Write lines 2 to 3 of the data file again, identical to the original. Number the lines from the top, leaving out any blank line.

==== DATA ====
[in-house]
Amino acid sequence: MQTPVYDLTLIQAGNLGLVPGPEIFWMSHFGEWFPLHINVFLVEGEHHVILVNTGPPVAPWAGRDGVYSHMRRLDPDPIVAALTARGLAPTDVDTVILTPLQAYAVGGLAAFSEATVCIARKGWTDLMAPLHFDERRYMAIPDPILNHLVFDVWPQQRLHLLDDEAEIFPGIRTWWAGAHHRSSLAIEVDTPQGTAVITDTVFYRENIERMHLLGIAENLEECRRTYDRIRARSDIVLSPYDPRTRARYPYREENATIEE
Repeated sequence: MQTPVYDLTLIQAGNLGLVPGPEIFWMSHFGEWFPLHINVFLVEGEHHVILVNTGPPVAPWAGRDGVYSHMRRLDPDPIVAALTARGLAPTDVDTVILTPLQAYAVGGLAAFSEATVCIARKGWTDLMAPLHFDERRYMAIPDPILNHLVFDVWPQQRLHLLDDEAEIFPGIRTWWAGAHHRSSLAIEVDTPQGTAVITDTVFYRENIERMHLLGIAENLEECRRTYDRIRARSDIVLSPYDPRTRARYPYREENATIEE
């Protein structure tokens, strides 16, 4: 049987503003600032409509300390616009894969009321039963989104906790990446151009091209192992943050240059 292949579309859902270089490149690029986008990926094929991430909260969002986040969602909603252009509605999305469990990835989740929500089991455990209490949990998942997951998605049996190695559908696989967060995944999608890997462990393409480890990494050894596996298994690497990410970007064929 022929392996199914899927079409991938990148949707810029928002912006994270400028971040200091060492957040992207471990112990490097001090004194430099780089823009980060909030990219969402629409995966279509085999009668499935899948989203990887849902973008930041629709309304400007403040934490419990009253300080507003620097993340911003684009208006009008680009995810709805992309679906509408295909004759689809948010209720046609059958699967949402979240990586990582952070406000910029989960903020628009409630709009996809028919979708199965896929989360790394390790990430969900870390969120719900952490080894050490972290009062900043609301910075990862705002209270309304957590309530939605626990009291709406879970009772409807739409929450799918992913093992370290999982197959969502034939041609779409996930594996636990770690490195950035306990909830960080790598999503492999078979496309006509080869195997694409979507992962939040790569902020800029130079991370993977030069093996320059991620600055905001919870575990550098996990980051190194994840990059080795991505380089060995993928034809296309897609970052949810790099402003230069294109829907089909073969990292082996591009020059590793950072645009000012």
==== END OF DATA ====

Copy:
Amino acid sequence: MQTPVYDLTLIQAGNLGLVPGPEIFWMSHFGEWFPLHINVFLVEGEHHVILVNTGPPVAPWAGRDGVYSHMRRLDPDPIVAALTARGLAPTDVDTVILTPLQAYAVGGLAAFSEATVCIARKGWTDLMAPLHFDERRYMAIPDPILNHLVFDVWPQQRLHLLDDEAEIFPGIRTWWAGAHHRSSLAIEVDTPQGTAVITDTVFYRENIERMHLLGIAENLEECRRTYDRIRARSDIVLSPYDPRTRARYPYREENATIEE
Repeated sequence: MQTPVYDLTLIQAGNLGLVPGPEIFWMSHFGEWFPLHINVFLVEGEHHVILVNTGPPVAPWAGRDGVYSHMRRLDPDPIVAALTARGLAPTDVDTVILTPLQAYAVGGLAAFSEATVCIARKGWTDLMAPLHFDERRYMAIPDPILNHLVFDVWPQQRLHLLDDEAEIFPGIRTWWAGAHHRSSLAIEVDTPQGTAVITDTVFYRENIERMHLLGIAENLEECRRTYDRIRARSDIVLSPYDPRTRARYPYREENATIEE